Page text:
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SOCORRO, N.M. October 27, 2011 – Billy Romero, 62, director of Campus Police at New Mexico Tech, is hanging up his badge for the final time Monday, ending a law enforcement career that spanned four decades.

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  Campus Police Chief Billy Romero

The Associate Director of Campus Police, George Murillo, has been named interim director.

“I’m ready to do some serious fishing, and to spend more time with my family,” Romero said at the retirement party in his honor Wednesday, Oct. 26. That family includes his wife of 18 years, Patricia, the school nurse at Sarracino Middle School; four daughters, 16 grandchildren and four great-grandchildren.

The career officer was given a watch commemorating his years of service with the university – along with high accolades and best wishes.

“I’ve been in law enforcement for 40 years, and this is the best place I’ve ever worked,” Romero said. “New Mexico Tech has the best people, and I’ll miss them.”           Lonnie Marquez, Tech vice president for administration and finance, said he had a great deal of respect for Romero, as exemplified by an incident that took place several years ago.

At that time, Romero responded to a report of an out-of-control student on the Golf Course using a golf club to hammer on an electric cart.

When the officer tried to defuse the situation, the student turned on Romero and slugged him before being subdued.

The student was scheduled to graduate from Tech the following day, and Romero opted not to press charges so that the young man could begin his post-collegiate life with a clean slate.

“That’s the kind of man he is,” said Marquez.

Romero officially steps down as Director of Campus Police on Oct. 31 after four years in the post. He was named Associate Director of Campus Police in 2003, and served as an officer under longtime Director Tom Zimmerman for 10 years, from 1990 to 2000, with a three-year stint as a detective with the Socorro Police Department sandwiched in between.

His career began with the city police in 1972, the year he completed training at the New Mexico Police Academy. Ten years later he joined the Socorro County Sheriff’s Office as second in command to Ray Spurgin; two years later, Romero won the elective position outright, and remained with the department until he joined the University’s law enforcement ranks.

Shortly after taking office in January 1987, Romero agreed to an “In Focus” interview with El Defensor Chieftain. The reporter noted that the brass-plated sign over the Sheriff’s Department door still read: “Ray Spurgin, Sheriff – Billy Romero, Undersheriff,” and she questioned him about it.

He laughed. “I’m waiting for the budget for a new one,” said the new sheriff in town.

In an era when some law enforcement personnel in New Mexico are under public scrutiny for misdeeds ranging from theft to murder to misuse of their authority, Romero stands out as a good cop among good cops.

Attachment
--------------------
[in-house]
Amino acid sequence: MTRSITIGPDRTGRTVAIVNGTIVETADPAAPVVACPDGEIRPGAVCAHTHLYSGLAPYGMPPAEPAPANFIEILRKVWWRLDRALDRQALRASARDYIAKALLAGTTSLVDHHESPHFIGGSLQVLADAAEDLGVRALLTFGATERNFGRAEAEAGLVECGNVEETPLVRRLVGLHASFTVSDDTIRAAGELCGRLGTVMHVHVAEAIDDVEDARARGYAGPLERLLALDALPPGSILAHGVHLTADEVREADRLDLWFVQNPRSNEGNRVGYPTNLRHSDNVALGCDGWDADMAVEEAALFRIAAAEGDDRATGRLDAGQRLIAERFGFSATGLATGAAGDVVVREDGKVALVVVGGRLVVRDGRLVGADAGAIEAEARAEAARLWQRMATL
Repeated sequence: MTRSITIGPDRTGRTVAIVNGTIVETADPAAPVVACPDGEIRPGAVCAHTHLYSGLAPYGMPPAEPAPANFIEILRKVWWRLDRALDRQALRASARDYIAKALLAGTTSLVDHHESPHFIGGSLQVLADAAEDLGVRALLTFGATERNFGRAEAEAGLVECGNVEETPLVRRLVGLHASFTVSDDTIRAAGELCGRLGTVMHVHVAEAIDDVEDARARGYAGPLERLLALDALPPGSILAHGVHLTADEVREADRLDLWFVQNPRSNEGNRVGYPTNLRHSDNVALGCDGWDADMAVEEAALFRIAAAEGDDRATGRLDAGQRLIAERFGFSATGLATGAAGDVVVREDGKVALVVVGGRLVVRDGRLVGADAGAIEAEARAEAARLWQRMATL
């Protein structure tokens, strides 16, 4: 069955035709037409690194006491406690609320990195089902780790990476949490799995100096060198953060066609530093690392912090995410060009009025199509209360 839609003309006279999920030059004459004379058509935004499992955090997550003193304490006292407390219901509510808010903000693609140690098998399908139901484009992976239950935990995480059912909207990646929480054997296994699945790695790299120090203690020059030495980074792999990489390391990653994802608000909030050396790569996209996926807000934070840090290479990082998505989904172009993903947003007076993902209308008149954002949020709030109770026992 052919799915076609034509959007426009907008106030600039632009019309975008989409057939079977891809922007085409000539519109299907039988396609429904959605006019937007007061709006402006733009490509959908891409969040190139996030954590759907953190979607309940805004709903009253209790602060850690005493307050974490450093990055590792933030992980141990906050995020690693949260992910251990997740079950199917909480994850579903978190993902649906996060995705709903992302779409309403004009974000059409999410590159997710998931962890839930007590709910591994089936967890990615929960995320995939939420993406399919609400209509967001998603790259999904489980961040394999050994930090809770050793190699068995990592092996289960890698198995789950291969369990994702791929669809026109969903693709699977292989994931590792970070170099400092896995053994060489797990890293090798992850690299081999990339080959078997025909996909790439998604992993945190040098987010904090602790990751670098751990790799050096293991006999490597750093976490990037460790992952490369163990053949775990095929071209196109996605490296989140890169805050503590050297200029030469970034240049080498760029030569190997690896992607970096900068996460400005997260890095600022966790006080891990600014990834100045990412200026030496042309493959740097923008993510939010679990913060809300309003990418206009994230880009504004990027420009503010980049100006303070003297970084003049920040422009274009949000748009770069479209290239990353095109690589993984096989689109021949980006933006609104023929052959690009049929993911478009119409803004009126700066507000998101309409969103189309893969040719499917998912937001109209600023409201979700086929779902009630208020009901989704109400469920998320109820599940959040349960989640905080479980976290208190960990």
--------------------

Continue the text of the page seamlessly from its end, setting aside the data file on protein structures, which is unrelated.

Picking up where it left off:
He is the consummate professional, but retains an easy-going demeanor that has endeared him to many in the Socorro community.

In 1987, Romero was nominated for New Mexico “Officer of the Year” by then-Chief Santiago “Jim” Naranjo of the Socorro Police Department.

The nomination noted Romero’s involvement with people and a perfect attendance record. “He is an asset to this department and to this community in general,” Naranjo said.

As voiced at his retirement party, “Everyone loves Billy – he is the next-door neighbor everyone wishes they had, always ready to lend a helping hand to those in need.”

Forty years is a long time to spend in any single career; and, those who do, are apt to see a lot of change over time.

Law enforcement is no different.

In the wake of the killings at Virginia Tech on April 16, 2007, colleges and universities nationwide developed detailed plans on how to handle a similar crisis in their own communities.

Romero was a part of that effort at New Mexico Tech, and served as a liaison between Tech and local and state law enforcement agencies as part of the

Emergency Response Team.

At the time, his older brother, Lawrence Romero, was the Socorro Police Chief.

The younger Romero was only 15 when his father died, and Lawrence, seven years older and already a career law enforcement officer, took on the role of father figure for Billy, who sometimes joined Lawrence on patrols.

It was hardly a coincidence when Billy eventually settled on a similar career, following a stint with Uncle Sam in Ft. Ord, Calif., and several food service jobs.

It’s a career he has followed over four decades, always looking to improve every office he worked for.

Romero said he is leaving the Campus Police Department in good hands, and is proud of the accomplishments implemented over the past four years, thanks to support from Tech President Dr. Daniel H. López, Marquez and the many division directors he came in contact with daily.

“But it’s time for a change,” he said Wednesday. Time to slap on his new watch and watch the river flow.

He’s earned it.

– NMT –

By Valerie Kimble /New Mexico Tech